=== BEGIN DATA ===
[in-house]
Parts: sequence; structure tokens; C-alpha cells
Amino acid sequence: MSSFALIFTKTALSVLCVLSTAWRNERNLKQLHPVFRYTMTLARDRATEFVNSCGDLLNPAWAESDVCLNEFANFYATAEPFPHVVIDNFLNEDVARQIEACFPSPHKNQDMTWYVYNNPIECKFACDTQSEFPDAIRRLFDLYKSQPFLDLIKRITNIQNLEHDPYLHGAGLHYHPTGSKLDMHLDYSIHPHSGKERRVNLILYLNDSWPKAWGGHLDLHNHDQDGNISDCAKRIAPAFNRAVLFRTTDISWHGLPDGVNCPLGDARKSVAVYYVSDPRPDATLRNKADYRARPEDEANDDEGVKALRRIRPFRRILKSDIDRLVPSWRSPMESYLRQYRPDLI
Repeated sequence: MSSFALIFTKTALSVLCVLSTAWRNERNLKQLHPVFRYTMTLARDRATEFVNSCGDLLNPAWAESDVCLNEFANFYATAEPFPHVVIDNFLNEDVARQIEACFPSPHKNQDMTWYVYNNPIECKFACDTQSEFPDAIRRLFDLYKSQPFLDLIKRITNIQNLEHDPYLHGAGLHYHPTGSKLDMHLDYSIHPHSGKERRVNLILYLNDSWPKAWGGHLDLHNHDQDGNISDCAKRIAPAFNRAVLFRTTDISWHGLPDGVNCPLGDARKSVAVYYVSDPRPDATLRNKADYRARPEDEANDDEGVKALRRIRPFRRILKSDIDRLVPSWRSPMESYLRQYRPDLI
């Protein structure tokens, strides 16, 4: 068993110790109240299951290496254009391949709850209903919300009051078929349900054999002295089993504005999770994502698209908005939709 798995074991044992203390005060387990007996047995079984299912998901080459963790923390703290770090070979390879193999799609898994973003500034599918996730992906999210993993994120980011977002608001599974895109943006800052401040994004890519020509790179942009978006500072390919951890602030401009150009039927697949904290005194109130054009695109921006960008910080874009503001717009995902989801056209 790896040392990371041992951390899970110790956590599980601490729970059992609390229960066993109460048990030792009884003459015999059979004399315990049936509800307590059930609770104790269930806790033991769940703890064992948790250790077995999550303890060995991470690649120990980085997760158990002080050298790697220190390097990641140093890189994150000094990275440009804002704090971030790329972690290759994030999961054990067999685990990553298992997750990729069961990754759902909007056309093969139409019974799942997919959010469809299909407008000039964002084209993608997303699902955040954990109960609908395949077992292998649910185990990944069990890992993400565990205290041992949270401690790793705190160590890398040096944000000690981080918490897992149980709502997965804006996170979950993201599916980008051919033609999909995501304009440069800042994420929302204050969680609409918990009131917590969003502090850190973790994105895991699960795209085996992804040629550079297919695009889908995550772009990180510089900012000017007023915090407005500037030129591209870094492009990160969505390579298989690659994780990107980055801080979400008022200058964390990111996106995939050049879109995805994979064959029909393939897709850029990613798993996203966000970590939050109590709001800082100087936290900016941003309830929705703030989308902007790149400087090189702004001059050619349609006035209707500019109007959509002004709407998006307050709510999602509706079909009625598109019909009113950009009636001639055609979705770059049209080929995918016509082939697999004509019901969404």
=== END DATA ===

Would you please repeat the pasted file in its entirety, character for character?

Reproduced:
[in-house]
Parts: sequence; structure tokens; C-alpha cells
Amino acid sequence: MSSFALIFTKTALSVLCVLSTAWRNERNLKQLHPVFRYTMTLARDRATEFVNSCGDLLNPAWAESDVCLNEFANFYATAEPFPHVVIDNFLNEDVARQIEACFPSPHKNQDMTWYVYNNPIECKFACDTQSEFPDAIRRLFDLYKSQPFLDLIKRITNIQNLEHDPYLHGAGLHYHPTGSKLDMHLDYSIHPHSGKERRVNLILYLNDSWPKAWGGHLDLHNHDQDGNISDCAKRIAPAFNRAVLFRTTDISWHGLPDGVNCPLGDARKSVAVYYVSDPRPDATLRNKADYRARPEDEANDDEGVKALRRIRPFRRILKSDIDRLVPSWRSPMESYLRQYRPDLI
Repeated sequence: MSSFALIFTKTALSVLCVLSTAWRNERNLKQLHPVFRYTMTLARDRATEFVNSCGDLLNPAWAESDVCLNEFANFYATAEPFPHVVIDNFLNEDVARQIEACFPSPHKNQDMTWYVYNNPIECKFACDTQSEFPDAIRRLFDLYKSQPFLDLIKRITNIQNLEHDPYLHGAGLHYHPTGSKLDMHLDYSIHPHSGKERRVNLILYLNDSWPKAWGGHLDLHNHDQDGNISDCAKRIAPAFNRAVLFRTTDISWHGLPDGVNCPLGDARKSVAVYYVSDPRPDATLRNKADYRARPEDEANDDEGVKALRRIRPFRRILKSDIDRLVPSWRSPMESYLRQYRPDLI
């Protein structure tokens, strides 16, 4: 068993110790109240299951290496254009391949709850209903919300009051078929349900054999002295089993504005999770994502698209908005939709 798995074991044992203390005060387990007996047995079984299912998901080459963790923390703290770090070979390879193999799609898994973003500034599918996730992906999210993993994120980011977002608001599974895109943006800052401040994004890519020509790179942009978006500072390919951890602030401009150009039927697949904290005194109130054009695109921006960008910080874009503001717009995902989801056209 790896040392990371041992951390899970110790956590599980601490729970059992609390229960066993109460048990030792009884003459015999059979004399315990049936509800307590059930609770104790269930806790033991769940703890064992948790250790077995999550303890060995991470690649120990980085997760158990002080050298790697220190390097990641140093890189994150000094990275440009804002704090971030790329972690290759994030999961054990067999685990990553298992997750990729069961990754759902909007056309093969139409019974799942997919959010469809299909407008000039964002084209993608997303699902955040954990109960609908395949077992292998649910185990990944069990890992993400565990205290041992949270401690790793705190160590890398040096944000000690981080918490897992149980709502997965804006996170979950993201599916980008051919033609999909995501304009440069800042994420929302204050969680609409918990009131917590969003502090850190973790994105895991699960795209085996992804040629550079297919695009889908995550772009990180510089900012000017007023915090407005500037030129591209870094492009990160969505390579298989690659994780990107980055801080979400008022200058964390990111996106995939050049879109995805994979064959029909393939897709850029990613798993996203966000970590939050109590709001800082100087936290900016941003309830929705703030989308902007790149400087090189702004001059050619349609006035209707500019109007959509002004709407998006307050709510999602509706079909009625598109019909009113950009009636001639055609979705770059049209080929995918016509082939697999004509019901969404």